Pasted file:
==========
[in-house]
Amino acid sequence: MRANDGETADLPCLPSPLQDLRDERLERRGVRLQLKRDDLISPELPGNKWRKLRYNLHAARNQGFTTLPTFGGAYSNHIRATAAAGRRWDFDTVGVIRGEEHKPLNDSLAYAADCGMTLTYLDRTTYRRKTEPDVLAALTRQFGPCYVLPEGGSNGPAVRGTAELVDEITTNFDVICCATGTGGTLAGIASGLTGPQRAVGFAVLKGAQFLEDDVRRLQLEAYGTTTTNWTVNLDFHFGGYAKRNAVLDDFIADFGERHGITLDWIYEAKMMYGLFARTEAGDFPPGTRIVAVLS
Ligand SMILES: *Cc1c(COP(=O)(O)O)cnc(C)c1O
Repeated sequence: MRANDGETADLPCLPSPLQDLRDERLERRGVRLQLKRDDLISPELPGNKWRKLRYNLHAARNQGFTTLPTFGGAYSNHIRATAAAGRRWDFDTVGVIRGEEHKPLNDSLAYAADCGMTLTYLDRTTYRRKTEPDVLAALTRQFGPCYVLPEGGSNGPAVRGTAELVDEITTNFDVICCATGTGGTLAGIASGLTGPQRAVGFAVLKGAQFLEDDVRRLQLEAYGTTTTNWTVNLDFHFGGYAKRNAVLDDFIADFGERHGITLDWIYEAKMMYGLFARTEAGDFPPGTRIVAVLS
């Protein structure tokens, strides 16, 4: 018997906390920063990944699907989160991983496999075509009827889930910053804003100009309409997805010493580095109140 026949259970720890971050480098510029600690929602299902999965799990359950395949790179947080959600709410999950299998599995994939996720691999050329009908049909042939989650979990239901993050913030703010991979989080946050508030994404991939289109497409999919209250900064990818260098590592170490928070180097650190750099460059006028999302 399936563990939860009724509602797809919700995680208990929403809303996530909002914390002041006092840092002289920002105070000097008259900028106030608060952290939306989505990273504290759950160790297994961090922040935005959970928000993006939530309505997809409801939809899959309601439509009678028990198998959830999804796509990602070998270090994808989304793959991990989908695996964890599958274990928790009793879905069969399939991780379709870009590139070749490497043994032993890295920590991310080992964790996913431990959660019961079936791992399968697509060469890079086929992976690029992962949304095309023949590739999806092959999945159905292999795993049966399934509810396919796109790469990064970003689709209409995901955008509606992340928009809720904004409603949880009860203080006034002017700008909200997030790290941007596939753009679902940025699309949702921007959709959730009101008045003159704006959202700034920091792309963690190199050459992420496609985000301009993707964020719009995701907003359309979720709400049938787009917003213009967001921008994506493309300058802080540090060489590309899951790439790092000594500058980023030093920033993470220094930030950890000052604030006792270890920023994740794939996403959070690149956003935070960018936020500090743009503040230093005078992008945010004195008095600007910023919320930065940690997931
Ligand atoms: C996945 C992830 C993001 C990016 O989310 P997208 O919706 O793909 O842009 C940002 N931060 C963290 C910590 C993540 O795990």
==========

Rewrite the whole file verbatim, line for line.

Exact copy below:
[in-house]
Amino acid sequence: MRANDGETADLPCLPSPLQDLRDERLERRGVRLQLKRDDLISPELPGNKWRKLRYNLHAARNQGFTTLPTFGGAYSNHIRATAAAGRRWDFDTVGVIRGEEHKPLNDSLAYAADCGMTLTYLDRTTYRRKTEPDVLAALTRQFGPCYVLPEGGSNGPAVRGTAELVDEITTNFDVICCATGTGGTLAGIASGLTGPQRAVGFAVLKGAQFLEDDVRRLQLEAYGTTTTNWTVNLDFHFGGYAKRNAVLDDFIADFGERHGITLDWIYEAKMMYGLFARTEAGDFPPGTRIVAVLS
Ligand SMILES: *Cc1c(COP(=O)(O)O)cnc(C)c1O
Repeated sequence: MRANDGETADLPCLPSPLQDLRDERLERRGVRLQLKRDDLISPELPGNKWRKLRYNLHAARNQGFTTLPTFGGAYSNHIRATAAAGRRWDFDTVGVIRGEEHKPLNDSLAYAADCGMTLTYLDRTTYRRKTEPDVLAALTRQFGPCYVLPEGGSNGPAVRGTAELVDEITTNFDVICCATGTGGTLAGIASGLTGPQRAVGFAVLKGAQFLEDDVRRLQLEAYGTTTTNWTVNLDFHFGGYAKRNAVLDDFIADFGERHGITLDWIYEAKMMYGLFARTEAGDFPPGTRIVAVLS
């Protein structure tokens, strides 16, 4: 018997906390920063990944699907989160991983496999075509009827889930910053804003100009309409997805010493580095109140 026949259970720890971050480098510029600690929602299902999965799990359950395949790179947080959600709410999950299998599995994939996720691999050329009908049909042939989650979990239901993050913030703010991979989080946050508030994404991939289109497409999919209250900064990818260098590592170490928070180097650190750099460059006028999302 399936563990939860009724509602797809919700995680208990929403809303996530909002914390002041006092840092002289920002105070000097008259900028106030608060952290939306989505990273504290759950160790297994961090922040935005959970928000993006939530309505997809409801939809899959309601439509009678028990198998959830999804796509990602070998270090994808989304793959991990989908695996964890599958274990928790009793879905069969399939991780379709870009590139070749490497043994032993890295920590991310080992964790996913431990959660019961079936791992399968697509060469890079086929992976690029992962949304095309023949590739999806092959999945159905292999795993049966399934509810396919796109790469990064970003689709209409995901955008509606992340928009809720904004409603949880009860203080006034002017700008909200997030790290941007596939753009679902940025699309949702921007959709959730009101008045003159704006959202700034920091792309963690190199050459992420496609985000301009993707964020719009995701907003359309979720709400049938787009917003213009967001921008994506493309300058802080540090060489590309899951790439790092000594500058980023030093920033993470220094930030950890000052604030006792270890920023994740794939996403959070690149956003935070960018936020500090743009503040230093005078992008945010004195008095600007910023919320930065940690997931
Ligand atoms: C996945 C992830 C993001 C990016 O989310 P997208 O919706 O793909 O842009 C940002 N931060 C963290 C910590 C993540 O795990």